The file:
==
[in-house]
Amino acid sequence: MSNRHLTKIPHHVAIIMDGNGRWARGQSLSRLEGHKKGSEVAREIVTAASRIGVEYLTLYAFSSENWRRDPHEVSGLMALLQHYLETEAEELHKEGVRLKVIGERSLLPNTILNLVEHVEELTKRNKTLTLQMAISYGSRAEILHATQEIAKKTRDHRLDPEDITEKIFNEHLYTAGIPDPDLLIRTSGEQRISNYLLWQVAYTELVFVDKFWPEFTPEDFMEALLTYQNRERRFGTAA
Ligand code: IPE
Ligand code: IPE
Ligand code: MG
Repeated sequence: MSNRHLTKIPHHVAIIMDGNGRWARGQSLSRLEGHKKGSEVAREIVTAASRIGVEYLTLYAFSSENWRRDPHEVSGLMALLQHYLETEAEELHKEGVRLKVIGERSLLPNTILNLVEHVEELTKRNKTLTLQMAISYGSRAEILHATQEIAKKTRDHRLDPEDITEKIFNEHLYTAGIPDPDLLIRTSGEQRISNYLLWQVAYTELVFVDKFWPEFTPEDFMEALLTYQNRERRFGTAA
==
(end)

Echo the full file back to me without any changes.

[in-house]
Amino acid sequence: MSNRHLTKIPHHVAIIMDGNGRWARGQSLSRLEGHKKGSEVAREIVTAASRIGVEYLTLYAFSSENWRRDPHEVSGLMALLQHYLETEAEELHKEGVRLKVIGERSLLPNTILNLVEHVEELTKRNKTLTLQMAISYGSRAEILHATQEIAKKTRDHRLDPEDITEKIFNEHLYTAGIPDPDLLIRTSGEQRISNYLLWQVAYTELVFVDKFWPEFTPEDFMEALLTYQNRERRFGTAA
Ligand code: IPE
Ligand code: IPE
Ligand code: MG
Repeated sequence: MSNRHLTKIPHHVAIIMDGNGRWARGQSLSRLEGHKKGSEVAREIVTAASRIGVEYLTLYAFSSENWRRDPHEVSGLMALLQHYLETEAEELHKEGVRLKVIGERSLLPNTILNLVEHVEELTKRNKTLTLQMAISYGSRAEILHATQEIAKKTRDHRLDPEDITEKIFNEHLYTAGIPDPDLLIRTSGEQRISNYLLWQVAYTELVFVDKFWPEFTPEDFMEALLTYQNRERRFGTAA